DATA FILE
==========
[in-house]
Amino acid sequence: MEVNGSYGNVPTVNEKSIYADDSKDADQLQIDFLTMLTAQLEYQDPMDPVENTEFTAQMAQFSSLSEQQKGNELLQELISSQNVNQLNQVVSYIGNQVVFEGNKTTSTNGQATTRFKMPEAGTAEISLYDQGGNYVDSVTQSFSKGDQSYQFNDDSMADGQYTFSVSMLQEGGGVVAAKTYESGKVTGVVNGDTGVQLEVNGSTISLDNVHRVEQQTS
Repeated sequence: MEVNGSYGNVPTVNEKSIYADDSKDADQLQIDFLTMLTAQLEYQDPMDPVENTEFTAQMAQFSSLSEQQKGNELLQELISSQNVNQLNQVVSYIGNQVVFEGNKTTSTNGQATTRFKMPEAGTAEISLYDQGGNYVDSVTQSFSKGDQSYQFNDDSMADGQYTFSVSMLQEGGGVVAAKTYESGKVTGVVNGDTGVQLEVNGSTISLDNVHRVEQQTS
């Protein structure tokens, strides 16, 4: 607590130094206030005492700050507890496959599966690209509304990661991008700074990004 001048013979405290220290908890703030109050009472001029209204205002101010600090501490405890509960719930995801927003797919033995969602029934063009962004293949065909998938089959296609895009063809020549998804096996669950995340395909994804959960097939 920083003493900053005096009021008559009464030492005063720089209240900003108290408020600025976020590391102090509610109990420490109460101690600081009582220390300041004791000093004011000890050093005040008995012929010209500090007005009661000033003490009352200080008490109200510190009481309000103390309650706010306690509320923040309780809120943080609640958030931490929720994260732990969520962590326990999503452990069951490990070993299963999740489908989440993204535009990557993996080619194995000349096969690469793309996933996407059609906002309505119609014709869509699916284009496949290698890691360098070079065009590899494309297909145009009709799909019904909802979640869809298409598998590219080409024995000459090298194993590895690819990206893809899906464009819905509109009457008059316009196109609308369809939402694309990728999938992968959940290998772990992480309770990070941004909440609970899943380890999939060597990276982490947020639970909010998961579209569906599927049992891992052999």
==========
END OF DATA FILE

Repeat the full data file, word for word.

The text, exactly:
[in-house]
Amino acid sequence: MEVNGSYGNVPTVNEKSIYADDSKDADQLQIDFLTMLTAQLEYQDPMDPVENTEFTAQMAQFSSLSEQQKGNELLQELISSQNVNQLNQVVSYIGNQVVFEGNKTTSTNGQATTRFKMPEAGTAEISLYDQGGNYVDSVTQSFSKGDQSYQFNDDSMADGQYTFSVSMLQEGGGVVAAKTYESGKVTGVVNGDTGVQLEVNGSTISLDNVHRVEQQTS
Repeated sequence: MEVNGSYGNVPTVNEKSIYADDSKDADQLQIDFLTMLTAQLEYQDPMDPVENTEFTAQMAQFSSLSEQQKGNELLQELISSQNVNQLNQVVSYIGNQVVFEGNKTTSTNGQATTRFKMPEAGTAEISLYDQGGNYVDSVTQSFSKGDQSYQFNDDSMADGQYTFSVSMLQEGGGVVAAKTYESGKVTGVVNGDTGVQLEVNGSTISLDNVHRVEQQTS
């Protein structure tokens, strides 16, 4: 607590130094206030005492700050507890496959599966690209509304990661991008700074990004 001048013979405290220290908890703030109050009472001029209204205002101010600090501490405890509960719930995801927003797919033995969602029934063009962004293949065909998938089959296609895009063809020549998804096996669950995340395909994804959960097939 920083003493900053005096009021008559009464030492005063720089209240900003108290408020600025976020590391102090509610109990420490109460101690600081009582220390300041004791000093004011000890050093005040008995012929010209500090007005009661000033003490009352200080008490109200510190009481309000103390309650706010306690509320923040309780809120943080609640958030931490929720994260732990969520962590326990999503452990069951490990070993299963999740489908989440993204535009990557993996080619194995000349096969690469793309996933996407059609906002309505119609014709869509699916284009496949290698890691360098070079065009590899494309297909145009009709799909019904909802979640869809298409598998590219080409024995000459090298194993590895690819990206893809899906464009819905509109009457008059316009196109609308369809939402694309990728999938992968959940290998772990992480309770990070941004909440609970899943380890999939060597990276982490947020639970909010998961579209569906599927049992891992052999």